Hence, a major goal of COP26 was to reduce the gap in the commitments between a warming in 2100 of approximately 2.5 C to an equilibrium temperature of 1.5 C. Note, this is a declaration of the intent to commit to a reduction in emissions to meet this goal.
If we look at the previous declarations from 2015 following the Paris Agreement, we see that, operationally, we have not achieved reduced emissions. Therefore, we have significant discrepancies between what we declare and what we implement.
Some observers will consider COP26 a success: We recognized we have a problem, it is getting worse, and we declared our intent to work on it even harder. Some will consider it a failure: We are not implementing emissions’ reduction in a way that actually reduces emissions. It is important to point out we are moving toward renewable energy rapidly enough that we are avoiding additional emissions at meaningful levels.
A couple concrete items to consider
Methane: Curbing methane emissions would reduce warming and the rate of warming. Managing methane leakage from fossil fuel extraction is one way to reduce emissions. Implementing certain agricultural practices is another. Many countries signed onto the Global Methane Pledge, but a smaller number of countries that are large emitters did not.
Coal: Much has been made of a late change in the language at COP26, in which parties pledged to reduce coal use rather than to eliminate coal use. Coal is of special importance because it is widely available, ostensibly cheap, and the most polluting form of fossil fuels. China promised to stop building coal power plants in other countries, but not at home. Large developing countries, such as India, rely on coal for economic security. In many cases, it comes down to social justice, as coal brings water and refrigeration to those with no access to other types of energy. Hence, the agreement to reduce coal use could be viewed as an important declaration. Indeed, for the first time, coal is specifically targeted. Again, however, what implementation will we see?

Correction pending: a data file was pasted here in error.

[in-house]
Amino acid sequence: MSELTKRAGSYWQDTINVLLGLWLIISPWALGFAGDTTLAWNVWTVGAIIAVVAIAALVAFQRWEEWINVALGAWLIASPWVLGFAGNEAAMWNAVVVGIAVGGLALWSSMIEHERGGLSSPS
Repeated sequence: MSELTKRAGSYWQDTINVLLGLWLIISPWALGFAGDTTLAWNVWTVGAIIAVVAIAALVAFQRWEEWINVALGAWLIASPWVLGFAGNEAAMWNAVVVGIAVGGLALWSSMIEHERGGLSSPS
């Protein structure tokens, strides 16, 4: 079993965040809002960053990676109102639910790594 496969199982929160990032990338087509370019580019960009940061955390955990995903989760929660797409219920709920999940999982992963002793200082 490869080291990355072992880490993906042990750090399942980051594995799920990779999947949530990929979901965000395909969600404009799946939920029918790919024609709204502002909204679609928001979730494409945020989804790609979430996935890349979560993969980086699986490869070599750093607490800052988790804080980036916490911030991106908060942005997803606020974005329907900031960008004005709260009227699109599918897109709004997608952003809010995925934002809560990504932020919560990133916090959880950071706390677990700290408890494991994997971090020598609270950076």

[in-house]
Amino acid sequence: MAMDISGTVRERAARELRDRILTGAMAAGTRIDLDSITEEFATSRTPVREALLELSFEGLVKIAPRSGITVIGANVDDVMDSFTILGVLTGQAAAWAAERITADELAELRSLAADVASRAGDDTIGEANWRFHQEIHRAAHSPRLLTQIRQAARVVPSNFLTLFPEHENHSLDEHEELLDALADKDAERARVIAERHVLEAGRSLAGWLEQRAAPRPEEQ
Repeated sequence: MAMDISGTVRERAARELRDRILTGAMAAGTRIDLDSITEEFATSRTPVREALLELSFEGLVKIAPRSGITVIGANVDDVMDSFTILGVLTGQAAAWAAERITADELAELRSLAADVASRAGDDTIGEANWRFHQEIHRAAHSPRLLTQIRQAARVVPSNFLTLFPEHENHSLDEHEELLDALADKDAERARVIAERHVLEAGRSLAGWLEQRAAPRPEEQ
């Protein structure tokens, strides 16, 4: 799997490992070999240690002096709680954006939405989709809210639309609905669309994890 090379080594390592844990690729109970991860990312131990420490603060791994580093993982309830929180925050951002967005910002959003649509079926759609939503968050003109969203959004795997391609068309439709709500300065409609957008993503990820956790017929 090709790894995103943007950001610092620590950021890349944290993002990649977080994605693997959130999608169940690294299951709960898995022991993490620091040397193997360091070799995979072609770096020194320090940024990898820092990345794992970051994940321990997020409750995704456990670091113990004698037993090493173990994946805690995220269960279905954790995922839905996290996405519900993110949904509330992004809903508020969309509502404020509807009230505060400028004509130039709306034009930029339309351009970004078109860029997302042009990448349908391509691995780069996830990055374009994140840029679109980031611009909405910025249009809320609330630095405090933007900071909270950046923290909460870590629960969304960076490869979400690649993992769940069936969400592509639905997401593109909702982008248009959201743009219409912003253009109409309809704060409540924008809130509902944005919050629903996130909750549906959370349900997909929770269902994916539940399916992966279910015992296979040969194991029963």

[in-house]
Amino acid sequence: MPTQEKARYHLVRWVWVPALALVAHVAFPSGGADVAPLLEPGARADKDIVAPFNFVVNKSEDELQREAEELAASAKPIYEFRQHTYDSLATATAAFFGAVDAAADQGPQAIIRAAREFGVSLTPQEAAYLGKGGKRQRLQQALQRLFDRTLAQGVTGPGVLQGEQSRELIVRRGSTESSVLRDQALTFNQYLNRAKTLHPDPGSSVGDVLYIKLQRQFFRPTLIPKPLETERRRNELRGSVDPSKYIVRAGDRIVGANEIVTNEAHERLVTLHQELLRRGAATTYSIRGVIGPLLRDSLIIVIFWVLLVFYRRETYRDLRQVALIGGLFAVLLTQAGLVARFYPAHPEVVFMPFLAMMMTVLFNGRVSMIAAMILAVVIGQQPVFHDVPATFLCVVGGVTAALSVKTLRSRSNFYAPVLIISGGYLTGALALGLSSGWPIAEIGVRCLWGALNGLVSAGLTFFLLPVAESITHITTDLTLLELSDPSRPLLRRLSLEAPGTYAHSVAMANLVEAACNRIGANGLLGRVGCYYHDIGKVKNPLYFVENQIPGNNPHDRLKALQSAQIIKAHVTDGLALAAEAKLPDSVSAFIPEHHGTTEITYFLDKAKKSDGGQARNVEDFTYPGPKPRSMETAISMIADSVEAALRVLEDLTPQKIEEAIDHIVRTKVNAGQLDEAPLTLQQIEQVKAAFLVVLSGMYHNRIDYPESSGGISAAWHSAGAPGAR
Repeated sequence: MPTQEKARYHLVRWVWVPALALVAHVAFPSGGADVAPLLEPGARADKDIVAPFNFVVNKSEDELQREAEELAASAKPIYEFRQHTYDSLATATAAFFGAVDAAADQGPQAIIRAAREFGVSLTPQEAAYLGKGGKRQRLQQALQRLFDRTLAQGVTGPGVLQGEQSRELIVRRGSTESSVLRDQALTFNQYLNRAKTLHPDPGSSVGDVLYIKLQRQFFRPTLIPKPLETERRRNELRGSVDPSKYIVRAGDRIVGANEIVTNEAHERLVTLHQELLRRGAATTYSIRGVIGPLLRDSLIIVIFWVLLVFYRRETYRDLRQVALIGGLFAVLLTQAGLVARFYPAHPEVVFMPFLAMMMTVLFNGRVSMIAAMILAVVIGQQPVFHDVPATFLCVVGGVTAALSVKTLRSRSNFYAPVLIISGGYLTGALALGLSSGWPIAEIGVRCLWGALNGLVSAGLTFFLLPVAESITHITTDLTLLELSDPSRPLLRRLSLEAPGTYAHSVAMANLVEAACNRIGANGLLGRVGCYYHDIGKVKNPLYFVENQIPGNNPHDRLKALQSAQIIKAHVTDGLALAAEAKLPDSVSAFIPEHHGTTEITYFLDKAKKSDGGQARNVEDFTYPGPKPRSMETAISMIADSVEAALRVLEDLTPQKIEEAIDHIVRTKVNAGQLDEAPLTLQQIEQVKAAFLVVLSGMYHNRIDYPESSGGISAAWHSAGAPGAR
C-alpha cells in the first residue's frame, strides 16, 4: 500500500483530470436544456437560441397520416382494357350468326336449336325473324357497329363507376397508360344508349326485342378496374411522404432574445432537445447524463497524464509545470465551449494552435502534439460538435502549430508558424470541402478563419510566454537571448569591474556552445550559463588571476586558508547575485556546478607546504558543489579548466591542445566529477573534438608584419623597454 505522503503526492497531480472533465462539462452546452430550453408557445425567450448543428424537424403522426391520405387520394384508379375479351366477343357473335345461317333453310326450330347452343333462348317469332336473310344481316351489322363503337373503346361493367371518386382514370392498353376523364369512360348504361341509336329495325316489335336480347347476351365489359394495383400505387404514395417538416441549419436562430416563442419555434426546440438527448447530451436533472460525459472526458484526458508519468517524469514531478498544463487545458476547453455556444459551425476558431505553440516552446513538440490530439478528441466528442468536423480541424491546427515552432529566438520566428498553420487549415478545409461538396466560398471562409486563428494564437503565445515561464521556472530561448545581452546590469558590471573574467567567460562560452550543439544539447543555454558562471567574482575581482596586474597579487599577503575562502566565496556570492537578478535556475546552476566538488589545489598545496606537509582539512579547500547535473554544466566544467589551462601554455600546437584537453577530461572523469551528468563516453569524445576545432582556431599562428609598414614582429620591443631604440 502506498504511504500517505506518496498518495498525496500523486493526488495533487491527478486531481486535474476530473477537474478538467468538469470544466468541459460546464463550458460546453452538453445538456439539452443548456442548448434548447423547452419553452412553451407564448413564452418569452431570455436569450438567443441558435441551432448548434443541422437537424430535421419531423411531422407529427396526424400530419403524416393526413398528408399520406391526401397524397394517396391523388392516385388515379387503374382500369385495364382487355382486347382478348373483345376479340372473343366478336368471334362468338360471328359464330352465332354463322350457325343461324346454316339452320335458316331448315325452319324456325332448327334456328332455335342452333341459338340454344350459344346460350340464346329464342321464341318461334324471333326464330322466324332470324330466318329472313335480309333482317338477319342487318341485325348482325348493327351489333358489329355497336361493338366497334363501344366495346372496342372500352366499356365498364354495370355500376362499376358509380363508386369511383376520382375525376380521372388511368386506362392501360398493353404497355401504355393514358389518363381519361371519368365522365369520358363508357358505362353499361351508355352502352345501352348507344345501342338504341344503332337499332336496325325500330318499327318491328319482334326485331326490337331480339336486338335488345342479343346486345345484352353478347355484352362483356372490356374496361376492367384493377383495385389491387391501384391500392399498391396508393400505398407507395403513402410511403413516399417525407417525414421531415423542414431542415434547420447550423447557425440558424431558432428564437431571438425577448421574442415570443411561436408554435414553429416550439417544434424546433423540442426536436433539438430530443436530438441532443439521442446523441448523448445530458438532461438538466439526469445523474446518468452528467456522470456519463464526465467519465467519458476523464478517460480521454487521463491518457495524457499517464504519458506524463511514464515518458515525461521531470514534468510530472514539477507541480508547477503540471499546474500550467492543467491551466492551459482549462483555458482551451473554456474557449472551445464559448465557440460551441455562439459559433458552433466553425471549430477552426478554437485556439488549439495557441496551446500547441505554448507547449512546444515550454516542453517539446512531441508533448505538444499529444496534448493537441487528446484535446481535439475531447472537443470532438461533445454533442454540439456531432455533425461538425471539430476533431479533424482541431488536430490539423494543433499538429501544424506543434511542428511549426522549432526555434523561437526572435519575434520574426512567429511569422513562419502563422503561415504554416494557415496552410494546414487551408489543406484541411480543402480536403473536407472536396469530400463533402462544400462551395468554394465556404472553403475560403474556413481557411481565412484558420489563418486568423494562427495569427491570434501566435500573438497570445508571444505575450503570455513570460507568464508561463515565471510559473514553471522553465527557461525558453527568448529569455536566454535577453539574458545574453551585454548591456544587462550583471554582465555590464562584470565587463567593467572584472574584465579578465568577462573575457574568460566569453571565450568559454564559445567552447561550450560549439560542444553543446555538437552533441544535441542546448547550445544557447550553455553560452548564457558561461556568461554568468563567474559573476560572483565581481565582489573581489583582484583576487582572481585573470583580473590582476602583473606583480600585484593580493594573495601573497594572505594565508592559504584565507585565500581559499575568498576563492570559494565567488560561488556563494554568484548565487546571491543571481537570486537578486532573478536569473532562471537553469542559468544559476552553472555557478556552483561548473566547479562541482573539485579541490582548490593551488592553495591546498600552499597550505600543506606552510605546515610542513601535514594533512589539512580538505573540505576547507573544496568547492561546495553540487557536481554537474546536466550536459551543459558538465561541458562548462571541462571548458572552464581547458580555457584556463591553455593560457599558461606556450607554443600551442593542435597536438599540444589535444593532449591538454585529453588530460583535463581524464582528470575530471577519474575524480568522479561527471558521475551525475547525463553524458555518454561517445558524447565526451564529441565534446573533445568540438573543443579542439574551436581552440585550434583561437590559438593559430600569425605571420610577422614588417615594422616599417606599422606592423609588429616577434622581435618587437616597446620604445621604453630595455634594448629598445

Let’s be realistic about our expectations, post-COP. We are dealing with an incredibly difficult class of global problems that require global agreement on solutions.
And climate change does not sit in isolation. Is it reasonable to expect competing powers like the U.S. and China to rely on other countries for energy and to accelerate transitions away from coal? Is it reasonable to expect Australia to give up coal, its second largest export? What do we make of the Russian influence over natural gas supplies in Western Europe? Is it smart to accommodate equivocation on climate change to maintain the global efforts to reduce emissions and provide finances to address climate change?
In most cases, I argue the importance of maintaining and persisting with these global efforts. Indeed, I think that details of deficiencies of U.S. efforts to reduce the domestic emissions from coal-fired electricity are less significant than increasing the risk of the U.S. pulling out of the Paris Agreement. Russia, Brazil, China, India, Saudi Arabia, and even our Western European and Canadian Allies have exploited the 2020 U.S. exit from the Paris Agreement.
I recognize the enormous difficulties of working in the U.N. framework. I acknowledge and lament the gap between declarations, implementation, and operations. This process is slow and torturous.
But we do have other options. Local, regional, national, and corporate efforts are meaningful and effective. They can force more impactful global actions. This is where the heroes emerge. It is audacious to expect the world to flip a switch and change everything based on science-based projections. There are deficiencies to address, progress to recognize, and important work ahead.